Check out my new book!

“A Publishers Weekly top ten pick!”

Growing a Kitchen Garden for Fresh Produce

May contain affiliate links. Please see my privacy policy and affiliate disclosure.

If you’re trying to adopt a healthy lifestyle but find the high cost of good food to be prohibitive, a kitchen garden plot might be the answer.

Food is a big deal! We are all constantly trying new ways to make meals that are affordable, tasty, eye-catching, and healthy.

kitchen garden beds with veggies growing

Nobody wants to eat the same old thing week after week. Shifting towards better quality ingredients in our food can create a big shock at the cash register, though. How do we help keep our food costs low, yet make meals that are high-quality?

One way: Produce some of your own fruits and vegetables in a kitchen garden.

Starting a kitchen garden

Everybody has a go-to set of foods they cook with regularly. For many of us, that list includes fresh produce like tomatoes, onions, garlic, celery, carrots, and potatoes. What if you could grow those essentials, and instead of running to the grocery store, you simply step out of your door?

That’s what a good kitchen garden does for you. 

You’ll have access to the freshest of foods in a steady supply that will keep you eating great seasonal produce. Besides reducing your food costs, you’re going to create a brand new hobby that will bring you joy and reduce your impact on the environment. Honestly, does it get much better than this?

Now, not to make you feel bad about your own efforts, but want to see an AMAZING kitchen garden? The Royal Kitchen Garden at Hampton Court Palace grew food to feed hundreds of people during the Tudor reign.

kitchen garden in wooden raised beds with greens and yellow flowers

What to plant in a kitchen garden

Be certain that you are planting crops that you actually love to eat. Don’t wind up like some of your neighbors who grow okra or eggplant, never eat them, then spend the rest of the summer trying to give them away.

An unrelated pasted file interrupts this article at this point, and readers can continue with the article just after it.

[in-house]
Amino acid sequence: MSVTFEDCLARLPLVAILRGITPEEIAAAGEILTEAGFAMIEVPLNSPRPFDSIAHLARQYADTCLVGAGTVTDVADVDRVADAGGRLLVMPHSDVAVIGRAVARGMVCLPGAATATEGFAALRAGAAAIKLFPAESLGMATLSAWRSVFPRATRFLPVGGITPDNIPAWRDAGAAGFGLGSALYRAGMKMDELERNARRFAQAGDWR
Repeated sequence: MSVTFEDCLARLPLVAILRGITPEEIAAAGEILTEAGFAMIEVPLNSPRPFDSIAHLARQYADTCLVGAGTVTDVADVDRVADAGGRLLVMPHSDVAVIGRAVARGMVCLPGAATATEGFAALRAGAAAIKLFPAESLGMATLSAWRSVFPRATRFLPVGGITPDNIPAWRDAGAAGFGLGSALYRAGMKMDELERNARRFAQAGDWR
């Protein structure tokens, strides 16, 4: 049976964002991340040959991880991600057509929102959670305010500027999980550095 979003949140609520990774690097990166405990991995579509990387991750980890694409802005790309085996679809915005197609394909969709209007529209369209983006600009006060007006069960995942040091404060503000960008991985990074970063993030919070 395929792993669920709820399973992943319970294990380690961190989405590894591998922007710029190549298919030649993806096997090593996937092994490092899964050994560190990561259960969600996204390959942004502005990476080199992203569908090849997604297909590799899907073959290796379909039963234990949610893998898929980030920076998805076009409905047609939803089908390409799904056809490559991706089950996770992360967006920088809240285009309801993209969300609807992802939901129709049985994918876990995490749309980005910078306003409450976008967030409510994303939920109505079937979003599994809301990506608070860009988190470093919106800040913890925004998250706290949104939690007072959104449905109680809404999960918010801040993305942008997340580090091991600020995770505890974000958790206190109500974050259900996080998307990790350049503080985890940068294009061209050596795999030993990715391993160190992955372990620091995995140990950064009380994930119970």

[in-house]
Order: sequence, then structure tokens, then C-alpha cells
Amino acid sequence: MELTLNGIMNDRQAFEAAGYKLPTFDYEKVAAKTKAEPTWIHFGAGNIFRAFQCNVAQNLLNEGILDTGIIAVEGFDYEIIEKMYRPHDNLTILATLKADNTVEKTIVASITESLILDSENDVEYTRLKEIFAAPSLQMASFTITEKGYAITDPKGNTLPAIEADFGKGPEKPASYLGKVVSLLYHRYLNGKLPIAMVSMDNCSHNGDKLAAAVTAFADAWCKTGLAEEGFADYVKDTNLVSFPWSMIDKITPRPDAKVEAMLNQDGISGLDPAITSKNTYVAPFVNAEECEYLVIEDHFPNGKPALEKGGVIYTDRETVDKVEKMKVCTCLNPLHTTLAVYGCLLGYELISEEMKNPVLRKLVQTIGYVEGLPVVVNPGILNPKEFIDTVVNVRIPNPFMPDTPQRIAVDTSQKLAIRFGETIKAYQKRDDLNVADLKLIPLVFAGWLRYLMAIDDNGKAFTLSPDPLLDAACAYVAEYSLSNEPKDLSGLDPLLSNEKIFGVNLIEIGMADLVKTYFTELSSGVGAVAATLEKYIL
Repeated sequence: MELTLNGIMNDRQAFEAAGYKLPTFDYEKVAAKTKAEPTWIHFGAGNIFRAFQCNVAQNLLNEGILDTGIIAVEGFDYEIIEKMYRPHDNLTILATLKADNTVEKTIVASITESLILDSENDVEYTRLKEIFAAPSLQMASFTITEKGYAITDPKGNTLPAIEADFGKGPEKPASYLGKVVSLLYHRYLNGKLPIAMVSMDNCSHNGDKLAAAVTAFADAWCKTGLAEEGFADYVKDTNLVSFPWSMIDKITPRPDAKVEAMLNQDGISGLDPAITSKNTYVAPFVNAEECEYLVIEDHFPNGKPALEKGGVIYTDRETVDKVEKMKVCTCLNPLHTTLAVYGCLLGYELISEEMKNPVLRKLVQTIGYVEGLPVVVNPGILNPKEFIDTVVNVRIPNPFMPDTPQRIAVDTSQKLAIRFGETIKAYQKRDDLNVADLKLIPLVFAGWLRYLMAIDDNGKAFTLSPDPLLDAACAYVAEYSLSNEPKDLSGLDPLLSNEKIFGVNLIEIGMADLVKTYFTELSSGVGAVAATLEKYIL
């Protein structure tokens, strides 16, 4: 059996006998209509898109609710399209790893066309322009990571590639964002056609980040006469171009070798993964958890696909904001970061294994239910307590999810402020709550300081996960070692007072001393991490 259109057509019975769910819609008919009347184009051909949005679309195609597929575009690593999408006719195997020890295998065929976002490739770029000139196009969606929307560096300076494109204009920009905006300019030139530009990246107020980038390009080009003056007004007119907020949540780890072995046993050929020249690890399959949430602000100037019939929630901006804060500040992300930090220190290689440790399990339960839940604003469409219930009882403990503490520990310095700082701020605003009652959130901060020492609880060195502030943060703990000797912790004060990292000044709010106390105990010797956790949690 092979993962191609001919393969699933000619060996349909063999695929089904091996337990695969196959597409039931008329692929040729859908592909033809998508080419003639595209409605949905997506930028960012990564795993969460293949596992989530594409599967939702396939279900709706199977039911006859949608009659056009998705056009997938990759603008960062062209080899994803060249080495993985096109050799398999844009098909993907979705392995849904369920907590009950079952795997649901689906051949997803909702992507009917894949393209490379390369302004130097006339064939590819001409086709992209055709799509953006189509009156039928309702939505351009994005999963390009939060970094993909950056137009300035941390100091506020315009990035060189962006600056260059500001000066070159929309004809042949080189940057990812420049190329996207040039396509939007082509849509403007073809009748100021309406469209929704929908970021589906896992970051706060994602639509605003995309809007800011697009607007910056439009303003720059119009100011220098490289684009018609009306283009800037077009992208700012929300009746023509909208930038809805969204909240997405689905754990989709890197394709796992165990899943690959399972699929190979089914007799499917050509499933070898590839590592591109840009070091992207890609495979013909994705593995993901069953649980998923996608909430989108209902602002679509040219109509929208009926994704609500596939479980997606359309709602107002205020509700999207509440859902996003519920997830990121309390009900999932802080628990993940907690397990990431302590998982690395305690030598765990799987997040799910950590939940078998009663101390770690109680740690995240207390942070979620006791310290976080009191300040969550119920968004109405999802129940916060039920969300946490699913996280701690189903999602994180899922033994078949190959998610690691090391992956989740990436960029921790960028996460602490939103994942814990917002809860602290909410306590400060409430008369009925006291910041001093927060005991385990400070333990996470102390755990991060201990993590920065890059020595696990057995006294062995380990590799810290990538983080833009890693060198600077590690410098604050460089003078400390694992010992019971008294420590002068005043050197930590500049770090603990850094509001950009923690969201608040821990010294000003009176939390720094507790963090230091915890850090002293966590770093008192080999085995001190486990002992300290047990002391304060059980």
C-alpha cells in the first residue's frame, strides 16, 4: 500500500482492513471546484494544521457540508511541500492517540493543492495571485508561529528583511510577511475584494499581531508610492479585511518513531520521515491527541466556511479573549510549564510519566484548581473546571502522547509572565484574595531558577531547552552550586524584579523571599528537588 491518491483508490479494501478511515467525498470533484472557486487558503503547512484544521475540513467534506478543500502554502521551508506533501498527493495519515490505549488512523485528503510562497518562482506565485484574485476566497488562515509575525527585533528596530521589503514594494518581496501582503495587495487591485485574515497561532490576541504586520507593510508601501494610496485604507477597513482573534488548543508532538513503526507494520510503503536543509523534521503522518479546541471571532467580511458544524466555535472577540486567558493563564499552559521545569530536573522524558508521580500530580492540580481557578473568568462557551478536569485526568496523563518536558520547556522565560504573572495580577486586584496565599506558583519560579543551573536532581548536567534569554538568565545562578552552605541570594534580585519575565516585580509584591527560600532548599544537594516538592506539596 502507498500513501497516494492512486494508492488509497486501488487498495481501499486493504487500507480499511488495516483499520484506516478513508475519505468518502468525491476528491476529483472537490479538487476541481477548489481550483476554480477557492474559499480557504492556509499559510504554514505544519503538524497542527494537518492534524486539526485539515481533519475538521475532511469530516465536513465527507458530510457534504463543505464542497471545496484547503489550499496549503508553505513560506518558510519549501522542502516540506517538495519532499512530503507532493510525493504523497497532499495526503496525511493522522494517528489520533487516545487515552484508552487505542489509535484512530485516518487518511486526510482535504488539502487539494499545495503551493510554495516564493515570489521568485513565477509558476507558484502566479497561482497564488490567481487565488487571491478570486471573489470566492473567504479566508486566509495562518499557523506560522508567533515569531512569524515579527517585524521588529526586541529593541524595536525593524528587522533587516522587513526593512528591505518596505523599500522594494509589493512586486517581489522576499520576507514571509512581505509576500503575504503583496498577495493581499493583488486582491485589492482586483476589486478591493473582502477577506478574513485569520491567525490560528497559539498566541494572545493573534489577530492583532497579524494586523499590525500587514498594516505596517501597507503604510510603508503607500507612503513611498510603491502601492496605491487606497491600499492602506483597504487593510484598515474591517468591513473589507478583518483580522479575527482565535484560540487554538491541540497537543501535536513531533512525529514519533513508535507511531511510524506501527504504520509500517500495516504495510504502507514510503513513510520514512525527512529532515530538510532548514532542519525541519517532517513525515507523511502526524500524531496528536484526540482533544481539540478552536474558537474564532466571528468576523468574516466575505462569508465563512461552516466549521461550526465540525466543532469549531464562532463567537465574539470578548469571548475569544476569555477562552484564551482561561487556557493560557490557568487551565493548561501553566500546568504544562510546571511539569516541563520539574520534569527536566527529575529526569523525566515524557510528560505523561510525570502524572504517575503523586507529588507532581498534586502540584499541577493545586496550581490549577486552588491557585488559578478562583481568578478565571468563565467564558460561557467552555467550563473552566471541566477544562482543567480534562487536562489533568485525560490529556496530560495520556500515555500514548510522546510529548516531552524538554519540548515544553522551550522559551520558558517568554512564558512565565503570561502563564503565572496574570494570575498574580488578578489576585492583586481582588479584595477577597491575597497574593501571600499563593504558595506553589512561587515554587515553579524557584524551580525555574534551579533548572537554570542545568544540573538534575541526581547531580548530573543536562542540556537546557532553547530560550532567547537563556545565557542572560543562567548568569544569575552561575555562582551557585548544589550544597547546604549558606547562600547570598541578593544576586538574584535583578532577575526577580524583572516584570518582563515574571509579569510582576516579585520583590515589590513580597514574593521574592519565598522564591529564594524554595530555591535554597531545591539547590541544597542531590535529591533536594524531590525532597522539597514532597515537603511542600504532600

If you’re growing a kitchen garden for the first time, beware the desire to grow all the things. While that sounds good, if you’ve never grown anything except a houseplant, be cautious. Keep it simple and start with plants that are both easy to grow and a crop you absolutely love.

roma tomatoes in a wooden basket

 

 

Crops to consider for your kitchen garden

There are so many crops to consider, but these are a few that are both easy to grow and easy to use in your efforts to cook at home.

Once you’ve successfully grown some of these easy crops, you’ll probably be inspired to expand your kitchen garden next year.

garden fresh carrots with bittermelon, peppers, and other vegetables in various containers

What do I need to start a kitchen garden?

Make sure you choose a spot in your yard that is going to get lots and lots of sunlight. The majority of the plants that produce our food need a good amount of sunlight. [See this post for crops that tolerate shade well.] You’ll also want to be certain that you have good quality soil. Crops grown in well-amended soil will yield a great harvest for you.

As far as tools go, stick to the basics. A hoe, a shovel,  and some kind of plant marker for each crop will be sufficient. Consider the idea of tool sharing for bigger items, whether as part of an organized group or just among neighbors.

Enjoy it!

There is no greater sense of accomplishment than sitting down to eat something from your own kitchen garden. Your time, labor, and energy go into building up that garden. When you take that first forkful, it is going to taste like victory.

Enjoy every bite!

kitchen garden beds with veggies growing

Click to save or share!

Meet the Author

Kris Bordessa

Kris Bordessa founded Attainable Sustainable as a resource for revitalizing vintage skills. Her book, Attainable Sustainable: The Lost Art of Self-Reliant Living (National Geographic) offers a collection of projects and recipes to help readers who are working their way to a more fulfilling DIY lifestyle.

4 comments… add one
  • AmandaonMaui Feb 23, 2019, 5:27 pm

    How do you keep powdery mildew and caterpillars off your cucumber plants? I live on the wet side of Maui and I have never successfully grown cucumbers due to these problems.

    • Kris Bordessa Feb 23, 2019, 6:05 pm

      Cucumbers (and cucurbits overall) are SO HARD here! If they grow and fruit before the powdery mildew sets in, the pickleworms ruin them. Couple suggestions: If you can grow undercover to protect the plants from rain and moths, look into a parthenocarpic variety that doesn’t require pollinators. I’ve had the most luck when keeping rain off these plants, but I’ve also used a 9:1 mix of water: milk to spray on plants. It seems to help with the mildew.

  • Ruth Mar 20, 2019, 1:55 am

    What are those rounded borders you have going on in the main picture for this article? How did you get/make those?

Leave a Comment